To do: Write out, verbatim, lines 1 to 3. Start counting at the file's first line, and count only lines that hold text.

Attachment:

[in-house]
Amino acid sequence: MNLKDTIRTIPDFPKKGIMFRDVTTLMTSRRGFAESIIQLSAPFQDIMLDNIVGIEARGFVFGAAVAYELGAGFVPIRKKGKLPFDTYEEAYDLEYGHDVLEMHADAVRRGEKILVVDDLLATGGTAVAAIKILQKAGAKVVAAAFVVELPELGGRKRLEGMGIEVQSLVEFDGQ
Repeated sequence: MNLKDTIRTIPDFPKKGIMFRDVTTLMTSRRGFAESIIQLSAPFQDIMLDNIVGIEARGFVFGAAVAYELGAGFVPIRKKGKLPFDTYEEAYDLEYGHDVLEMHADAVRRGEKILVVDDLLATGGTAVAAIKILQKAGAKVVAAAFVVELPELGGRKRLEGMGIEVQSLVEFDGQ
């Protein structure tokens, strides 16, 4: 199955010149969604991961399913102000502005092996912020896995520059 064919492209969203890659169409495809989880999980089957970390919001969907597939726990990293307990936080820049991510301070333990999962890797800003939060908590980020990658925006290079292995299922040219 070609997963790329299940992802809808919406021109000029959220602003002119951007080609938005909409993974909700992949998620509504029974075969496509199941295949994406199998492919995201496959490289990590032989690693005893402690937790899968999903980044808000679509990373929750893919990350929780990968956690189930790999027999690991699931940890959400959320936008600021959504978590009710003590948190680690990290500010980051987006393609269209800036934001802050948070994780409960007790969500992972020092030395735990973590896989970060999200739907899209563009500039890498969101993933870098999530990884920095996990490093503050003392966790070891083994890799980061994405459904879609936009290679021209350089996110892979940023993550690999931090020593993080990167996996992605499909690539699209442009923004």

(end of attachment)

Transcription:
[in-house]
Amino acid sequence: MNLKDTIRTIPDFPKKGIMFRDVTTLMTSRRGFAESIIQLSAPFQDIMLDNIVGIEARGFVFGAAVAYELGAGFVPIRKKGKLPFDTYEEAYDLEYGHDVLEMHADAVRRGEKILVVDDLLATGGTAVAAIKILQKAGAKVVAAAFVVELPELGGRKRLEGMGIEVQSLVEFDGQ
Repeated sequence: MNLKDTIRTIPDFPKKGIMFRDVTTLMTSRRGFAESIIQLSAPFQDIMLDNIVGIEARGFVFGAAVAYELGAGFVPIRKKGKLPFDTYEEAYDLEYGHDVLEMHADAVRRGEKILVVDDLLATGGTAVAAIKILQKAGAKVVAAAFVVELPELGGRKRLEGMGIEVQSLVEFDGQ